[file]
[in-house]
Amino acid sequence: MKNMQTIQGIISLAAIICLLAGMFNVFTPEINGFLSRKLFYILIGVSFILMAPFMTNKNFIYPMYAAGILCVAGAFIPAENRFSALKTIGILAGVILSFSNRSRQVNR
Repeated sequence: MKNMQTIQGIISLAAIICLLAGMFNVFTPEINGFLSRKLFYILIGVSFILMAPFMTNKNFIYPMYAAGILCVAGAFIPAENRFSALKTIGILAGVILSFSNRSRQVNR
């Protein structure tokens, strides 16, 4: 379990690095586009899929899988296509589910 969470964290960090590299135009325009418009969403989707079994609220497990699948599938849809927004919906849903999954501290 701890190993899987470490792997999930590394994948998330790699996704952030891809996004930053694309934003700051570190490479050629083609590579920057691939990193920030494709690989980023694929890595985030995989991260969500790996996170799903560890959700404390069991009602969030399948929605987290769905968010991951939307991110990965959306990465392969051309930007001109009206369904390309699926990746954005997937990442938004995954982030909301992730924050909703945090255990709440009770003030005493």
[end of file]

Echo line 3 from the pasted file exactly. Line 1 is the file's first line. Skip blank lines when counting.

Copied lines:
Repeated sequence: MKNMQTIQGIISLAAIICLLAGMFNVFTPEINGFLSRKLFYILIGVSFILMAPFMTNKNFIYPMYAAGILCVAGAFIPAENRFSALKTIGILAGVILSFSNRSRQVNR